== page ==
Humboldt Park Field House & Refectory
by: chicago designslinger
[Humboldt Park Fieldhouse & Refectory (1928) Michaelsen & Rognstad, architects /Image & Artwork: chicago designslinger]
In 1927 Chicago voters approved a $10 million bond issue which would help fund improvements and expansion of the city's west side park system. One of those improvements came to Humboldt Park in the form of a new field house and refectory. The word refectory found its roots in the Latin word reficere, and was used by monks to describe the dining hall of their monasteries. Universities used the term to to designate their communal dining rooms, as did fraternities, and the Park District used the word to describe any of their buildings containing a large hall that might be used for meal service. Although the open-span, interior room of architects Michaelsen & Rognstad's homage to Dutch architecture could be used as a dining hall, its primary purpose was to serve as an indoor basketball court.
[Humboldt Park Field House & Refectory, 1440 N. Sacramento Boulevard, Chicago /Image & Artwork: chicago designslinger]
Christian Michaelsen and Sigurd Rognstad also benefitted from the voters largess, and the park commissioner's faith in their work, because the team ended up designing a total of 12 buildings scattered throughout the city's west side park system. This building replaced a large, wood-shingled, 1890s-era structure which had served as the backdrop for thousands of speed skating events held during the winter on an ice covered lagoon. The field house still buzzes with activity, from basketball players to yoga practitioners, to couples celebrating their nuptials with a catered meal in the refectory.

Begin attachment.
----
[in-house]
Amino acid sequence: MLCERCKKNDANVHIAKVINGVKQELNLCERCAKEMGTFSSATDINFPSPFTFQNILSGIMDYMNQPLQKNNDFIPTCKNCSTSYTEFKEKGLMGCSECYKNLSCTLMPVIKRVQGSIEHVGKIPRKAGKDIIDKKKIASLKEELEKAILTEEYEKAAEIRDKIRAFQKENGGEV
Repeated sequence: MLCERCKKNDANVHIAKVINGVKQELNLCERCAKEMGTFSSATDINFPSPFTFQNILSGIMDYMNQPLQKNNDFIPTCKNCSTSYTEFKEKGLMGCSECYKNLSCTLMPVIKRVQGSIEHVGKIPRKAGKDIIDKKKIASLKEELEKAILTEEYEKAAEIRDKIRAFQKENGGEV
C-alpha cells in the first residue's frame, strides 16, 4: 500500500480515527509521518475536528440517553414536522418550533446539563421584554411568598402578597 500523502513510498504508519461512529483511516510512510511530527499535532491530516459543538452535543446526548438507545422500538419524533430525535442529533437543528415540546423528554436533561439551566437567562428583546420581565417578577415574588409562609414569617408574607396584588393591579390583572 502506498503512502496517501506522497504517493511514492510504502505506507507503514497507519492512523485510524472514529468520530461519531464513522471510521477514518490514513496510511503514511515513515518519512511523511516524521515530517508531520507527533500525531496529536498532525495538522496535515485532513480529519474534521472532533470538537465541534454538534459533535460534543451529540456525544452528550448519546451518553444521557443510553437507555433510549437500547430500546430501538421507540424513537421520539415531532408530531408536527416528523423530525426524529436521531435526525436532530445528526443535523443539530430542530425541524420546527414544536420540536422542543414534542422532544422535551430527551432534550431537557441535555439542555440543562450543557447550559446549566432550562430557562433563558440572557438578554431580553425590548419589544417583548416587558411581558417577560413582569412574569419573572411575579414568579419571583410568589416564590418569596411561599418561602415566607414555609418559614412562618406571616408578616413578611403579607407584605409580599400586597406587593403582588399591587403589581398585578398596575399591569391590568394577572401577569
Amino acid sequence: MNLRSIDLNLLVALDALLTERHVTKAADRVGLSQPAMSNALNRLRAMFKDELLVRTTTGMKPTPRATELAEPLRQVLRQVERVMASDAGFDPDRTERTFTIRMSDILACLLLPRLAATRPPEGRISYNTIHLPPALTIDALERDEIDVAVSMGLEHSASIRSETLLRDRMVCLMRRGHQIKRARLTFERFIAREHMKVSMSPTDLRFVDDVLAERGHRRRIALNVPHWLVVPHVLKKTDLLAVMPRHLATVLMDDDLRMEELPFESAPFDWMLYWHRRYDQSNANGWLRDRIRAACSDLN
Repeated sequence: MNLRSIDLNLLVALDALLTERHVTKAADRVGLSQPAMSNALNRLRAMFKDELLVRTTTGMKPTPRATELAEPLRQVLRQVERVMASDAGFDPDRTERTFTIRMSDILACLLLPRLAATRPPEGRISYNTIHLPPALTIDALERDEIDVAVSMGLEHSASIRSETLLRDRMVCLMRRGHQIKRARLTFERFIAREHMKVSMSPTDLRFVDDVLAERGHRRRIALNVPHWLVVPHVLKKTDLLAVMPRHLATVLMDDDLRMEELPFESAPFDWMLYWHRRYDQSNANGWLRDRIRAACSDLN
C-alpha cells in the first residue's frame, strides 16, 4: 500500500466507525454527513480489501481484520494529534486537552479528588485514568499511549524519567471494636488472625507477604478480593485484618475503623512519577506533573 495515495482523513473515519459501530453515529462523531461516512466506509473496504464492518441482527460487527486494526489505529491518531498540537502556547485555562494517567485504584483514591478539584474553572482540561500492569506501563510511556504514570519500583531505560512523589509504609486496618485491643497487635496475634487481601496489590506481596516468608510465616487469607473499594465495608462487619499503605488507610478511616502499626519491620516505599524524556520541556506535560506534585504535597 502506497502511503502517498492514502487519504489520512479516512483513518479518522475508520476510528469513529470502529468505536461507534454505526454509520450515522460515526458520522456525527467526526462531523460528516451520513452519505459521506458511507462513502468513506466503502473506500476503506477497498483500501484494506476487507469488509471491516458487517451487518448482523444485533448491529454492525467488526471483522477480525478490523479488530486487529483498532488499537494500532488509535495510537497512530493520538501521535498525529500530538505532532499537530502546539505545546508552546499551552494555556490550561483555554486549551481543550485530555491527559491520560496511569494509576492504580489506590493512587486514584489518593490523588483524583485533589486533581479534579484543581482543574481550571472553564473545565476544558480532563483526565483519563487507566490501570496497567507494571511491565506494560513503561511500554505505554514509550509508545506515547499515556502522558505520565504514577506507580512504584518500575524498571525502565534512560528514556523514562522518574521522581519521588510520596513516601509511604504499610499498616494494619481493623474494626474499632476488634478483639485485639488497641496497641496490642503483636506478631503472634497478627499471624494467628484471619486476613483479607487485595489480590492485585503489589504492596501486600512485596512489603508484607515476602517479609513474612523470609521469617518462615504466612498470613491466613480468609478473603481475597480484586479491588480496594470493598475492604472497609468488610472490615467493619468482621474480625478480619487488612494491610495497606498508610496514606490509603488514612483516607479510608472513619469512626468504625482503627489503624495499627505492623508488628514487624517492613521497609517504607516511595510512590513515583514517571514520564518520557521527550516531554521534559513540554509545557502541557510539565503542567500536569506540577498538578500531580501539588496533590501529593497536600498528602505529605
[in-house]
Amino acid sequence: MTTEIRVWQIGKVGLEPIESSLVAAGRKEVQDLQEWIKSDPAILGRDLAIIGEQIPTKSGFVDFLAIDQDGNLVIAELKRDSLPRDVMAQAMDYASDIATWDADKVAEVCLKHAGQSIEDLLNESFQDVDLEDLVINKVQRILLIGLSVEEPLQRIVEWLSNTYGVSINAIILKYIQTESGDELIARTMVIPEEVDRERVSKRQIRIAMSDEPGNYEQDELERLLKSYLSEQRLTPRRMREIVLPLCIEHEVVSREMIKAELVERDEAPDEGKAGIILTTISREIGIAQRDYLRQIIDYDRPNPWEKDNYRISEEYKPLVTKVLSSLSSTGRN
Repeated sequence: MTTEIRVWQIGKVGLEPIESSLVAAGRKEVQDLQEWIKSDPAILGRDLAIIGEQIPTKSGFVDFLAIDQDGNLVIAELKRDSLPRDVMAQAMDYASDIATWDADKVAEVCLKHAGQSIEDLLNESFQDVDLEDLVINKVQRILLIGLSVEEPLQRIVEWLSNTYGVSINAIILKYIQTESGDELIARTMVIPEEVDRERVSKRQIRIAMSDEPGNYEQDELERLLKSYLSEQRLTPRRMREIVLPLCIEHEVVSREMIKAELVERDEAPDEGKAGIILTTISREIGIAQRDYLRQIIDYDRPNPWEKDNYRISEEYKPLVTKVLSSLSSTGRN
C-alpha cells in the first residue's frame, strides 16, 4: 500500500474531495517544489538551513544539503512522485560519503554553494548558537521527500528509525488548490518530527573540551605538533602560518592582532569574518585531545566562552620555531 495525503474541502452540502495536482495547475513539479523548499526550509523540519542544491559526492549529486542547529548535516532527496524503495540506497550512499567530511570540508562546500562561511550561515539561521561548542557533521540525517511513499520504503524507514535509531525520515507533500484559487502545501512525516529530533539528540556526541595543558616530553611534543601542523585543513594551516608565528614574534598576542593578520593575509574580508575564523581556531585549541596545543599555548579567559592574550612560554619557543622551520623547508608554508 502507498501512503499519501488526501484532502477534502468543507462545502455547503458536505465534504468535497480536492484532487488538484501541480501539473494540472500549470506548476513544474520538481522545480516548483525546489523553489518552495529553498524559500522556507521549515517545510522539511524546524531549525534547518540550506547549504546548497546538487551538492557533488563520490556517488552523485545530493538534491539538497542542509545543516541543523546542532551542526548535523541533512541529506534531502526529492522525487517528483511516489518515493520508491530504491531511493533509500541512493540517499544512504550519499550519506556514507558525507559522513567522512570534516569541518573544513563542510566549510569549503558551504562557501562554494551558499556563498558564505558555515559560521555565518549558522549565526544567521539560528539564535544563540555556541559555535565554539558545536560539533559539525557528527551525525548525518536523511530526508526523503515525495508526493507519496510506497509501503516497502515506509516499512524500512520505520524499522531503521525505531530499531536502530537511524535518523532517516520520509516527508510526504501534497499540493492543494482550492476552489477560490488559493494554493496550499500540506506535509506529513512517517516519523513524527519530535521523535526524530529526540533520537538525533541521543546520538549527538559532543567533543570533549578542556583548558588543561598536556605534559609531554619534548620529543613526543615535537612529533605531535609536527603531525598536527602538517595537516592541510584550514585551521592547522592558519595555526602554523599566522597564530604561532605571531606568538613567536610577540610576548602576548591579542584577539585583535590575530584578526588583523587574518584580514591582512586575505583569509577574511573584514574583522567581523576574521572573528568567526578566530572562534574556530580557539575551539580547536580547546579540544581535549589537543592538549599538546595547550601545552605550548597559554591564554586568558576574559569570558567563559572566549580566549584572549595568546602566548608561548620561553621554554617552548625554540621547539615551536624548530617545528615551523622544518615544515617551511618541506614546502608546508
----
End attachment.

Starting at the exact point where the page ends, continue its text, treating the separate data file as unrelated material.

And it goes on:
[Humboldt Park Fieldhouse & Refectory, National Register of Historic Places, Chicago /Image & Artwork: chicago designslinger]
There was a time when you could skate, or boat, from the field house to the nearby boathouse, but that ended when a path was created that divided the single body of water into two. I can remember, and this was a while ago, when you were able to come out of the arched arcade level of the field house and go straight into the water. And years later, when the water's edge was lined with tall reeds, making it hard to even see the lagoon water. So it was a nice surprise to find kids enjoying themselves, splashing around in the water, cooling off on a hot summer day, with Michaelsen & Rognstad's Dutch-treat in the background.